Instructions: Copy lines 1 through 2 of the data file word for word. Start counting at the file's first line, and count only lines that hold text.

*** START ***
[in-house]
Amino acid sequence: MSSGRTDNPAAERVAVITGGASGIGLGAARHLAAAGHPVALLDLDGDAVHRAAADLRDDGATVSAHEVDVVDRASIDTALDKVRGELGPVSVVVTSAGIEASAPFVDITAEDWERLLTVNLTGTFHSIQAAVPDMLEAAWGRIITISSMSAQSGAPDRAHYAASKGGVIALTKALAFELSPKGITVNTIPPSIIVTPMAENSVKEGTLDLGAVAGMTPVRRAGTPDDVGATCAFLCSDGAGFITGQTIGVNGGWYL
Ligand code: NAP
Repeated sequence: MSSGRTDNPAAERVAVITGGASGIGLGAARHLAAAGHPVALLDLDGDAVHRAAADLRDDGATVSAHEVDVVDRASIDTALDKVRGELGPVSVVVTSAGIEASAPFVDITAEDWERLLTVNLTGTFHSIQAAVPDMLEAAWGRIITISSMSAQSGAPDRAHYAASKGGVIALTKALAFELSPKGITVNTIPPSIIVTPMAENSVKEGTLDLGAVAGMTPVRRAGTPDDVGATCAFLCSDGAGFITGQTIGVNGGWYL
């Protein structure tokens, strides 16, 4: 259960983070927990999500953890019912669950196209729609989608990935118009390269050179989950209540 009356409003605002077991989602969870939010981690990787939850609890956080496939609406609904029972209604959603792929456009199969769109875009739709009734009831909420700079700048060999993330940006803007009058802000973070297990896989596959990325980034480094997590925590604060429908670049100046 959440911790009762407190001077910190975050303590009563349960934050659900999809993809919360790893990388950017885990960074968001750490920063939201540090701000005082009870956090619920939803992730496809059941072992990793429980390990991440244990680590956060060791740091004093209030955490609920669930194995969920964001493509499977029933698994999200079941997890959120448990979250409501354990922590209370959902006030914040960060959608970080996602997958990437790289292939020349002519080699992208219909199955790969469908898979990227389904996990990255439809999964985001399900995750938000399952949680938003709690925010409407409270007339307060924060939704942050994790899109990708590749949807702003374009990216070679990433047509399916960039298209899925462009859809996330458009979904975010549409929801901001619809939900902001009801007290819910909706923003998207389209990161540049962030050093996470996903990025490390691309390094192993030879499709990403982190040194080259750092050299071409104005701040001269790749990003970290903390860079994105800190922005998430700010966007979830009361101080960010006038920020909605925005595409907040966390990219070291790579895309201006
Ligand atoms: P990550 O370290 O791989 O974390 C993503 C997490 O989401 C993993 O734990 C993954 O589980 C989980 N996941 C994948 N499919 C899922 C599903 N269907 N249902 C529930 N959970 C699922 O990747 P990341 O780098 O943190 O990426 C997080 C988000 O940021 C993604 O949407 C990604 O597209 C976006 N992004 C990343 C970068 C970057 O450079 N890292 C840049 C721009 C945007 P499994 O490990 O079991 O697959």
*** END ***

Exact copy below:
[in-house]
Amino acid sequence: MSSGRTDNPAAERVAVITGGASGIGLGAARHLAAAGHPVALLDLDGDAVHRAAADLRDDGATVSAHEVDVVDRASIDTALDKVRGELGPVSVVVTSAGIEASAPFVDITAEDWERLLTVNLTGTFHSIQAAVPDMLEAAWGRIITISSMSAQSGAPDRAHYAASKGGVIALTKALAFELSPKGITVNTIPPSIIVTPMAENSVKEGTLDLGAVAGMTPVRRAGTPDDVGATCAFLCSDGAGFITGQTIGVNGGWYL